Difficulty of developing my on E-6

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I am considering developing my own E-6 (velvia) with a Jobo processor. I cannot commit an entire room as a darkroom, but is using a large closet at night to load the Jobo drum workable? Is this more hassle than it's worth? I don't do a huge number of slides but the trips back and forth to the local lab is tiring. What about disposing of chemicals? I understand the Jobo is very efficient with use of chemicals. Any tips would be appreciated.


-- Alex H. (alexh@scruznet.com), October 22, 1998


You could just mail them out to kodak or fuji and have them back in 2 weeks or less. It does not get any easier that (not to mention cheaper)

-- al (nissar@idt.net), October 23, 1998.


I've tried processing Fuji Velvia 5x4" film in a Jobe CPE+ with Lift.

The first couple of times, I used Photocolour 3-bath chemicals. The first time, I had trouble loading the film onto the Jobo sheet film holder. As ever with these things, when you try it with scrap film with your eyes closed it seems okay - as soon as you try it 'live' with exposed film in a changing bag it all goes wrong... My film got crinkled. Apart from that, the colours were fine. I Took four shots, procesed two myself, and had two processed with a pro-lab. I couldn't tell the difference between the colours.

The only problem I had was that the film looked a little bit sticky in some areas, and it tended to pick up dust when I was drying it.

I then tried Kodak E6 6-bath chemicals, and for each rinse, I Took the drum off the motor, and gave it a good shake. The results were much cleaner, but I still had some problem with dust. I suppose I need a film drying cabinet...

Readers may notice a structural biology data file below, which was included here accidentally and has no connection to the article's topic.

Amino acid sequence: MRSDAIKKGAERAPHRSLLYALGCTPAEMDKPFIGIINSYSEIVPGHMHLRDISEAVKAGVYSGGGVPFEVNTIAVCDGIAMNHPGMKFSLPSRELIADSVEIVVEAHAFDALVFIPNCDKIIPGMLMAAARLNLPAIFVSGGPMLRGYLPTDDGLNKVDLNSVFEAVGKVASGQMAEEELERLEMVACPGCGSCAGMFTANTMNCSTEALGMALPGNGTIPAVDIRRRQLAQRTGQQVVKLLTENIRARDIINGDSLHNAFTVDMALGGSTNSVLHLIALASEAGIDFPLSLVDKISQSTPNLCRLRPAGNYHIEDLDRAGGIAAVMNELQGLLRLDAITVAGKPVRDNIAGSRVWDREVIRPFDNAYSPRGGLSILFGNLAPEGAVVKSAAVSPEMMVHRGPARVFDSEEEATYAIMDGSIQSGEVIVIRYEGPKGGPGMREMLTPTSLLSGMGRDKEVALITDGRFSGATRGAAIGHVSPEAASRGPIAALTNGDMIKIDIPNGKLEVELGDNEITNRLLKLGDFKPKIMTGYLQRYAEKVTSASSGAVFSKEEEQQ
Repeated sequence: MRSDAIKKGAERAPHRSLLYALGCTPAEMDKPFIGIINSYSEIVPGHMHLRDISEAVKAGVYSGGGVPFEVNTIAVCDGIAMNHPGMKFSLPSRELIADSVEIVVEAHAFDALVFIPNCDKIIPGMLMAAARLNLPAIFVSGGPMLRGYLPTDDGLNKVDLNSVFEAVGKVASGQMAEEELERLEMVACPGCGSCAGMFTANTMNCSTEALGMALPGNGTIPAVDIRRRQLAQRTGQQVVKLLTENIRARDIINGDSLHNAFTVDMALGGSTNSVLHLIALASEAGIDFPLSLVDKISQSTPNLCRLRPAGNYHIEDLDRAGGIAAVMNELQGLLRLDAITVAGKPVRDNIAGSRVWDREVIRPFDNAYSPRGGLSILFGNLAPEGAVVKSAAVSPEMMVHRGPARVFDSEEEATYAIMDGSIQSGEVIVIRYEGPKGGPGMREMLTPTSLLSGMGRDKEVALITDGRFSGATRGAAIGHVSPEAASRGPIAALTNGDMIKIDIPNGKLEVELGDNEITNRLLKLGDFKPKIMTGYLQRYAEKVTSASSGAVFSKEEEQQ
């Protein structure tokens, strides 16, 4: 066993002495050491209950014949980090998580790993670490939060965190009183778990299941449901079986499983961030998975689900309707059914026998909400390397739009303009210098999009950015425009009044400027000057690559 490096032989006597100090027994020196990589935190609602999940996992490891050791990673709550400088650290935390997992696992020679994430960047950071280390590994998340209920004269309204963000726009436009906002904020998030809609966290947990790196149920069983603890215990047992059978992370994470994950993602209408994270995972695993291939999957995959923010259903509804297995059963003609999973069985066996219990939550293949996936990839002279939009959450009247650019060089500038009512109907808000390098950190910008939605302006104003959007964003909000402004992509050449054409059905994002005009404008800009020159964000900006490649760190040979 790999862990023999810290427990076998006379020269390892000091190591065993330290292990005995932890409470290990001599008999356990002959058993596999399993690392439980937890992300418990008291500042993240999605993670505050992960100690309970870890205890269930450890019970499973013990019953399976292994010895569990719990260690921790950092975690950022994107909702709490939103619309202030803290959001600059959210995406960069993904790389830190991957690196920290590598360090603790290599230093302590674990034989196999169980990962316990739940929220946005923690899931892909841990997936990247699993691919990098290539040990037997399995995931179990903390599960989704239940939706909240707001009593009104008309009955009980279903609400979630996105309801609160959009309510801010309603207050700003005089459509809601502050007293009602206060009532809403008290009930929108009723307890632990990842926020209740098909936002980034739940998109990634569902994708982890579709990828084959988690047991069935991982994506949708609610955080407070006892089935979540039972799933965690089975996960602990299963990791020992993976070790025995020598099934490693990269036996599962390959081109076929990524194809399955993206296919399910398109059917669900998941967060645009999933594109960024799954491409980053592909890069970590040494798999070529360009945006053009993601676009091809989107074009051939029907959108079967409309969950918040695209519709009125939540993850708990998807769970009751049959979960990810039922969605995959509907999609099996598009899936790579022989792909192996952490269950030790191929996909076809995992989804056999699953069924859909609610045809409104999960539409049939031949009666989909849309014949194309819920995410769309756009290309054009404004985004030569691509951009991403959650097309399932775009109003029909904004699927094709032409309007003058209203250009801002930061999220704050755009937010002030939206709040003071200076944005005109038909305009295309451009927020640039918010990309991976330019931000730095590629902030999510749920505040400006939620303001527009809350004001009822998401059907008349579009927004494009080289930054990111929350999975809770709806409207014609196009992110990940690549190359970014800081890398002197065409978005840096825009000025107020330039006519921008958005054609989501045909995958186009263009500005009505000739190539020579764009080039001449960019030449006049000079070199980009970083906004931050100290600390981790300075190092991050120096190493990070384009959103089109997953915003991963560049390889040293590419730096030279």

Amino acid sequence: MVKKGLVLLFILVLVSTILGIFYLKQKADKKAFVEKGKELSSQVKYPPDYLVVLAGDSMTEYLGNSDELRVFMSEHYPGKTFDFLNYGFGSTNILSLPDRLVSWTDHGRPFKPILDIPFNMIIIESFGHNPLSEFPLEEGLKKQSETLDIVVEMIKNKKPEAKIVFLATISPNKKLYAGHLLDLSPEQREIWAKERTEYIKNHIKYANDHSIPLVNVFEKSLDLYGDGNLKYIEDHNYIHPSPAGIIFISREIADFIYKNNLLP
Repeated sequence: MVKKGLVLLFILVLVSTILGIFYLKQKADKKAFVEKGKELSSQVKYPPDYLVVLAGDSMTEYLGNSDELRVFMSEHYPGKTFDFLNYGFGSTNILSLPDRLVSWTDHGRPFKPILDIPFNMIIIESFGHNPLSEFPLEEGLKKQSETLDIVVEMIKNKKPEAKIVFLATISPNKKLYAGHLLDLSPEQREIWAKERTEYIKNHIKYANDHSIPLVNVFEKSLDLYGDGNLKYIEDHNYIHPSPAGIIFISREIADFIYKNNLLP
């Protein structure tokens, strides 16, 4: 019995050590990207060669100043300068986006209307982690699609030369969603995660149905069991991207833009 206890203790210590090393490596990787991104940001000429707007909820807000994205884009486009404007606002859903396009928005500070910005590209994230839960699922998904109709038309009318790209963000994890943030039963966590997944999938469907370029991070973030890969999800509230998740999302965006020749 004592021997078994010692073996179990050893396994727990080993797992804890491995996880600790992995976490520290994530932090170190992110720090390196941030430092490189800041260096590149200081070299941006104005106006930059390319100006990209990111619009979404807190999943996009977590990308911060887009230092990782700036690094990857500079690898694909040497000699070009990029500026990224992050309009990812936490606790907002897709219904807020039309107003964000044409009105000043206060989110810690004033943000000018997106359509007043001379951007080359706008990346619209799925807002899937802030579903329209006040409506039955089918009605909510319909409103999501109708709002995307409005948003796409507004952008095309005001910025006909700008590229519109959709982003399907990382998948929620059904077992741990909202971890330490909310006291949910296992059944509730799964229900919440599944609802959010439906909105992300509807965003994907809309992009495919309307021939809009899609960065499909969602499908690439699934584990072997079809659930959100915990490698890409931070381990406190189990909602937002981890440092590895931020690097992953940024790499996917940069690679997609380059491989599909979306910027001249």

It's a little bit of hassle making up the chemicals.

As it's the first processing I've ever done, I was really fussy about not contaminating any of the chemicals with others (using separate measures etc). The other difficulty was having enough rinse water - I didn't have a hot water supply, so I got a couple of large vacuum flasks, and mixed the water in them to just above 38 degrees celcius.

An accurate thermometer is necessary.

I found it quite nerve-wracking, and dor the first few processes you've got to be spot-on with the timing and temperature. As the processes go on, it's less important to be totally accurate.

I would recommend processing your own if you're not near a lab. I used to work near a 24-hour lab which was very handy. Now, the nearest lab is 3-hours away each way, and they are only open 9-5.

Life would be easier if you had a tempered water supply for rinsing, and you had a place you could leave it set up. One downside is the life of the chemicals - I'm not sure how long they will last without being made up, but ideally, you would need to be shooting fairly regularly to make it economical. As far as I'm concerned, I'm not really bothered about the expense, as long as I can get them processed whenever I need them. If you're processing 6 sheets per time, it's obviously going to be better than processing 1.

Jobo make a sheet film loader which is supposed to make loading of the rum easier. I have part of this, but not the main part - don't ask! However, the last couple of times, I managed to load the drum okay - it just takes practice.

I used about 300ml of chemicals, and emptied them into a bucket.

Sorry if this seems a bit garbled. Let me know how you get on...


-- David Nash (nashcom@btinternet.com), October 23, 1998.

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